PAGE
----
Abstract: Heinz bodies are intraerythrocytic inclusions of hemichrome formed as a result of hemoglobin (Hb) oxidation. They typically develop in aged red cells. Based on the hypothesis that hemichrome formation is an innate characteristic of physiologically normal Hb molecules, we present an overview of our previous findings regarding the molecular instability of Hb and the formation of hemichrome, as well as recent findings on Heinz body formation within normal human erythrocytes. Human adult Hb (HbO2 A) prepared from healthy donors showed a tendency to produce hemichrome, even at close to physiological temperature and pH. Recent studies found that the number of Heinz bodies formed in red cells increased with increasing temperature when freshly drawn venous blood from healthy donors was subjected to mild heating above 37 °C. These findings suggest that Hb molecules control the removal of non-functional erythrocytes from the circulation via hemichrome formation and subsequent Heinz body clustering. In this review, we discuss the molecular biosensing mechanisms in the spleen, where hemichrome formation and subsequent Heinz body clustering within erythrocytes play a key role in the removal of aged and damaged red cells from the blood circulation.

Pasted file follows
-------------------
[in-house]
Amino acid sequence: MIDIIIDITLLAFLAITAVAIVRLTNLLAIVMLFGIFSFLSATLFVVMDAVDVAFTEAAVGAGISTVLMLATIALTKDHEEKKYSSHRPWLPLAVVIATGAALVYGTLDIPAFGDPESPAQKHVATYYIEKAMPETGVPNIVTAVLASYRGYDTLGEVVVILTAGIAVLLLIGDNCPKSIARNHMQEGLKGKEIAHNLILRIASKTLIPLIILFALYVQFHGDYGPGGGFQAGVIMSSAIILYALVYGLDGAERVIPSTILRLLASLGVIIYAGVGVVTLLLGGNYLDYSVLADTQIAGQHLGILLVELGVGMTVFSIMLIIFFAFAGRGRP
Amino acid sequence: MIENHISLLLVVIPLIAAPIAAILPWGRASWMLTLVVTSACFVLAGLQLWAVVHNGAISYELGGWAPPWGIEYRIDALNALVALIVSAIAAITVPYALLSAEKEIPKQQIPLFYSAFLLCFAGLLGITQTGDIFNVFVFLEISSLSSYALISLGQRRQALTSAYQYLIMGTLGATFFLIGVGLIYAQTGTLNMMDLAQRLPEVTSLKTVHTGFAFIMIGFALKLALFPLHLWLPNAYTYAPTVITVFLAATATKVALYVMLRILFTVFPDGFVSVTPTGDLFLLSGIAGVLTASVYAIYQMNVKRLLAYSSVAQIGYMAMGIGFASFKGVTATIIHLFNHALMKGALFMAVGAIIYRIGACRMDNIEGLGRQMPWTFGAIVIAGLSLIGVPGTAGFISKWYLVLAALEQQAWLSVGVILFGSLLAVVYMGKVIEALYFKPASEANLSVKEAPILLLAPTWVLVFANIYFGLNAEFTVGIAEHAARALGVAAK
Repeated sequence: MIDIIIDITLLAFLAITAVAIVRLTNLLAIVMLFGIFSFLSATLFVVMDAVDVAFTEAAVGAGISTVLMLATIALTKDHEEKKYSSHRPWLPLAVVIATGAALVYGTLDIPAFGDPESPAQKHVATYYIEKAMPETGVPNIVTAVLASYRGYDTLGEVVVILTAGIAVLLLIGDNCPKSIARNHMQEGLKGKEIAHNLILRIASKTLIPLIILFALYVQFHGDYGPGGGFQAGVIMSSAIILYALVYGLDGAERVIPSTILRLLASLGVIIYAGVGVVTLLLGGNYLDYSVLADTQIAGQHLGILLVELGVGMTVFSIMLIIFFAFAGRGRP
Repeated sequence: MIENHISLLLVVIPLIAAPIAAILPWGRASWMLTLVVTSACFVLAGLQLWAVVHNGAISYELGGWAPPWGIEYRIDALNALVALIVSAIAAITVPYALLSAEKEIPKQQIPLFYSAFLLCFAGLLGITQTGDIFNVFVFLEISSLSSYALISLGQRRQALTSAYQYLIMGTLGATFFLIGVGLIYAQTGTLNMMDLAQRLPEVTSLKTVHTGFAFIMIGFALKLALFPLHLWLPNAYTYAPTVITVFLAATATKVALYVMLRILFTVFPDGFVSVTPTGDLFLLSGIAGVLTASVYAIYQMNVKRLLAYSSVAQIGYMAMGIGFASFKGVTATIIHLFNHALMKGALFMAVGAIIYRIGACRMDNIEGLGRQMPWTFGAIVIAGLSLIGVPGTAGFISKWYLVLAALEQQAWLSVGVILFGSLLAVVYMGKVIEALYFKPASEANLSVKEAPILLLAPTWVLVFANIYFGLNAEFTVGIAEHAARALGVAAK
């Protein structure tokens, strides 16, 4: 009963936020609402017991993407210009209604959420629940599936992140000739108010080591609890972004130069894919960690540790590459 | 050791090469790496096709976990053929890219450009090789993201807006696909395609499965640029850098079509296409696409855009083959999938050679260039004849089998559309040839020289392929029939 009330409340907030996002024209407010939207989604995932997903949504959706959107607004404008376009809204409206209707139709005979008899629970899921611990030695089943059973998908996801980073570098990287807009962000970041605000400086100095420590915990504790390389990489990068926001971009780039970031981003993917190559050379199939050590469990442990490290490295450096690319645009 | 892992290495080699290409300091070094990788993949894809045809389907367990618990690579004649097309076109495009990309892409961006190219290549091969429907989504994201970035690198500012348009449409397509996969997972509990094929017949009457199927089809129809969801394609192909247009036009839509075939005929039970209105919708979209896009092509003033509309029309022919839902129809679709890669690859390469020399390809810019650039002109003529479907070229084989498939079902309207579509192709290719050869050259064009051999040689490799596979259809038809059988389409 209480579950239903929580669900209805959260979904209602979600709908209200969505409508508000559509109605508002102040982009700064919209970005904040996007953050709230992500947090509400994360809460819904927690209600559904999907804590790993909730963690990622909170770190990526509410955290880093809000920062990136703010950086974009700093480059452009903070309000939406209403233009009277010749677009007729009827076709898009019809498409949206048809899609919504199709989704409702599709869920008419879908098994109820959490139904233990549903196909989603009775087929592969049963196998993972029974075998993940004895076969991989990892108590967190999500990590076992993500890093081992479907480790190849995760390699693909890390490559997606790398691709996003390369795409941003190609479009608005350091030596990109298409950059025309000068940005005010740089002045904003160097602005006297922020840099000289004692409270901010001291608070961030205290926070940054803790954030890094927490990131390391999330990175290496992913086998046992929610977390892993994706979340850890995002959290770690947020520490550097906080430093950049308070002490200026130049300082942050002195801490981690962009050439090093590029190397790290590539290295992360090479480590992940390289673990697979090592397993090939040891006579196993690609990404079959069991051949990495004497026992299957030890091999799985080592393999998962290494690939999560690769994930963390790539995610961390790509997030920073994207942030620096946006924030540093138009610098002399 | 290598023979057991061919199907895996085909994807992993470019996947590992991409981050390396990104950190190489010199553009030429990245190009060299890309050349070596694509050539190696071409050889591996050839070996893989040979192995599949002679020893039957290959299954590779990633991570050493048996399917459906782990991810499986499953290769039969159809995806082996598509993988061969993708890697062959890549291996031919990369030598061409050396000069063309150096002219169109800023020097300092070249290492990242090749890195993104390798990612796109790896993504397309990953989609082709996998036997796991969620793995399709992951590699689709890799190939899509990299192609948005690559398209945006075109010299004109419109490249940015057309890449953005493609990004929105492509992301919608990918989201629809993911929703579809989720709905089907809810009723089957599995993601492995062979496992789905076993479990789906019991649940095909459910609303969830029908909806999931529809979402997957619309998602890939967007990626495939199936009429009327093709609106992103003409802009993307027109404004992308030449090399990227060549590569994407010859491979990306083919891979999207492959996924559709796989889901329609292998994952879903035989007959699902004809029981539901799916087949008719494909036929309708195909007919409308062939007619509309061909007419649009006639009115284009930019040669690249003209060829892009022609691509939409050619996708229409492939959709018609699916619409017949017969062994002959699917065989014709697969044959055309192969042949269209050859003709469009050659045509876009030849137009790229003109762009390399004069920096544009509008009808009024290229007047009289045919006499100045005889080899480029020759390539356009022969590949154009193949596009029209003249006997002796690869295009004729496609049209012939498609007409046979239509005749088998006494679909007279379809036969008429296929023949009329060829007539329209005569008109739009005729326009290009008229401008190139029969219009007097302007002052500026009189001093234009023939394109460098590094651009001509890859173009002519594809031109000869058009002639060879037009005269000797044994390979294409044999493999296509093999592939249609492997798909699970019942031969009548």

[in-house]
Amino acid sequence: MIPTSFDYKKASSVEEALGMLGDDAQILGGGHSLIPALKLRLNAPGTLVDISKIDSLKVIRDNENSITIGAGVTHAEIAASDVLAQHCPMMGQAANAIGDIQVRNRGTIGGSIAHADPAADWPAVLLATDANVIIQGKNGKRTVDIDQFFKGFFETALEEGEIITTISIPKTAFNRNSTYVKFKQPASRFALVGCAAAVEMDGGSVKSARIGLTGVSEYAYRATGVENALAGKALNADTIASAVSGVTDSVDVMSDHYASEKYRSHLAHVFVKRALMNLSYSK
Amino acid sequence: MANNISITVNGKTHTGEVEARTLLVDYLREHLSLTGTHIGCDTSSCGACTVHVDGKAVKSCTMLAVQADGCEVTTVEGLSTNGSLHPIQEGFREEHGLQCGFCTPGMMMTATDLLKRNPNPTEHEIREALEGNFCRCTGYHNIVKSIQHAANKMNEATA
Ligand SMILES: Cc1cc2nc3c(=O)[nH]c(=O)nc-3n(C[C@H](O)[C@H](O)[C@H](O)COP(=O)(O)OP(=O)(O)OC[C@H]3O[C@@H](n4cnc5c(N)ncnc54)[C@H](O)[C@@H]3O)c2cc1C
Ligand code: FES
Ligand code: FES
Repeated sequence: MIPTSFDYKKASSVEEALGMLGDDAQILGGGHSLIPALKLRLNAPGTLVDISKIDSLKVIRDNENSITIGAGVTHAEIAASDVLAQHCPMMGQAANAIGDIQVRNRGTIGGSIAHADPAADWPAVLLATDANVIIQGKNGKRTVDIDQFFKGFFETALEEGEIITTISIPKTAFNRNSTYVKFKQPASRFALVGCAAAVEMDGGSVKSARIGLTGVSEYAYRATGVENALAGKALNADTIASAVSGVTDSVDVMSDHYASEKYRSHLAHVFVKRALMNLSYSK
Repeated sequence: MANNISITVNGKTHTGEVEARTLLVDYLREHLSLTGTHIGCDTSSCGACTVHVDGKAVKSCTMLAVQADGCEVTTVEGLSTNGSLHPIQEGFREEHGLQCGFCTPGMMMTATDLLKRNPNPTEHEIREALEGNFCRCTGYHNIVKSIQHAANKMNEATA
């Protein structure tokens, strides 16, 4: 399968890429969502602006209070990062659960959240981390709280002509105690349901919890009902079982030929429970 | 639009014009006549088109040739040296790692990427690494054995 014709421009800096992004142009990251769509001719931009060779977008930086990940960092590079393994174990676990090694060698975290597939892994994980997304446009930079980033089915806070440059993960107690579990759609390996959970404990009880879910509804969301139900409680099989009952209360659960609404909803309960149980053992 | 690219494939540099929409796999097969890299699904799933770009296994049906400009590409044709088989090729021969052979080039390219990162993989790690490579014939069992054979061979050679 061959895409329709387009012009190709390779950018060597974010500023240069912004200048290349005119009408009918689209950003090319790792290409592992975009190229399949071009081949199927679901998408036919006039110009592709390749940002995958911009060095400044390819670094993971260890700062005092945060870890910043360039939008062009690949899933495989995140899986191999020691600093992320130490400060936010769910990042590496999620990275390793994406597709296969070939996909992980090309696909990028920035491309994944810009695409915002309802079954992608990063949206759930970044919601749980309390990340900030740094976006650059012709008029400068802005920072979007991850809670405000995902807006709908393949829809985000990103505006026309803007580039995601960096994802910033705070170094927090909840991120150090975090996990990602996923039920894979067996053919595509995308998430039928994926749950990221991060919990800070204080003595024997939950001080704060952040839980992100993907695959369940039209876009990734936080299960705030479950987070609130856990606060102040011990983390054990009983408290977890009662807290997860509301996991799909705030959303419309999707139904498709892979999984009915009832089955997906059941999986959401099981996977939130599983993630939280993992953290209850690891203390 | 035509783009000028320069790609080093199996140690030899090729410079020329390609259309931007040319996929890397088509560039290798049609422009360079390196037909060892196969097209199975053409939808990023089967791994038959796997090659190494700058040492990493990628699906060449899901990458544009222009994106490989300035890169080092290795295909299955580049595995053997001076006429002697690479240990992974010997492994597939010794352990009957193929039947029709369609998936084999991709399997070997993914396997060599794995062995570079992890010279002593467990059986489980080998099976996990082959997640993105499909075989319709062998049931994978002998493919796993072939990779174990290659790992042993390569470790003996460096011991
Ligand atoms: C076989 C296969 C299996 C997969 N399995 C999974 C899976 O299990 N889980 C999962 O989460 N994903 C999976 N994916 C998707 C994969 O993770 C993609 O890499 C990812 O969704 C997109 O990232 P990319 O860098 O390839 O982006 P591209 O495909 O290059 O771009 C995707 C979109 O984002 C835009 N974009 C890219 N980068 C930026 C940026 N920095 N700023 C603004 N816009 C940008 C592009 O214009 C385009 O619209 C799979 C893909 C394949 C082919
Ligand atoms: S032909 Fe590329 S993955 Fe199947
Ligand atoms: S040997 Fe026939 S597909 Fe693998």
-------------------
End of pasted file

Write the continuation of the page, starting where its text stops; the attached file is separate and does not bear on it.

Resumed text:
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Sugawara, Y.; Hayashi, Y.; Shigemasa, Y.; Abe, Y.; Ohgushi, I.; Ueno, E.; Shimamoto, F. Molecular Biosensing Mechanisms in the Spleen for the Removal of Aged and Damaged Red Cells from the Blood Circulation. Sensors 2010, 10, 7099-7121.
Sugawara Y, Hayashi Y, Shigemasa Y, Abe Y, Ohgushi I, Ueno E, Shimamoto F. Molecular Biosensing Mechanisms in the Spleen for the Removal of Aged and Damaged Red Cells from the Blood Circulation. Sensors. 2010; 10(8):7099-7121.
Sugawara, Yoshiaki; Hayashi, Yuko; Shigemasa, Yuki; Abe, Yoko; Ohgushi, Ikumi; Ueno, Eriko; Shimamoto, Fumio. 2010. "Molecular Biosensing Mechanisms in the Spleen for the Removal of Aged and Damaged Red Cells from the Blood Circulation." Sensors 10, no. 8: 7099-7121.